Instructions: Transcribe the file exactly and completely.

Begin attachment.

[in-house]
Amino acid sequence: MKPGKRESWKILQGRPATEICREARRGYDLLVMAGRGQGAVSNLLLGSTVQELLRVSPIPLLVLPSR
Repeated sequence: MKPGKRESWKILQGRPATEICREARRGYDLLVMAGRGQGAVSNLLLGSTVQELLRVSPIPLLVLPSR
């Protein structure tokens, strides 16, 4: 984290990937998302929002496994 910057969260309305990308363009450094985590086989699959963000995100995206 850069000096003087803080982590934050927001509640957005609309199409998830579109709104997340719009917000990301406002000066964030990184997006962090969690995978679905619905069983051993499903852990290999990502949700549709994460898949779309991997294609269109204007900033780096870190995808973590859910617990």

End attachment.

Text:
[in-house]
Amino acid sequence: MKPGKRESWKILQGRPATEICREARRGYDLLVMAGRGQGAVSNLLLGSTVQELLRVSPIPLLVLPSR
Repeated sequence: MKPGKRESWKILQGRPATEICREARRGYDLLVMAGRGQGAVSNLLLGSTVQELLRVSPIPLLVLPSR
């Protein structure tokens, strides 16, 4: 984290990937998302929002496994 910057969260309305990308363009450094985590086989699959963000995100995206 850069000096003087803080982590934050927001509640957005609309199409998830579109709104997340719009917000990301406002000066964030990184997006962090969690995978679905619905069983051993499903852990290999990502949700549709994460898949779309991997294609269109204007900033780096870190995808973590859910617990």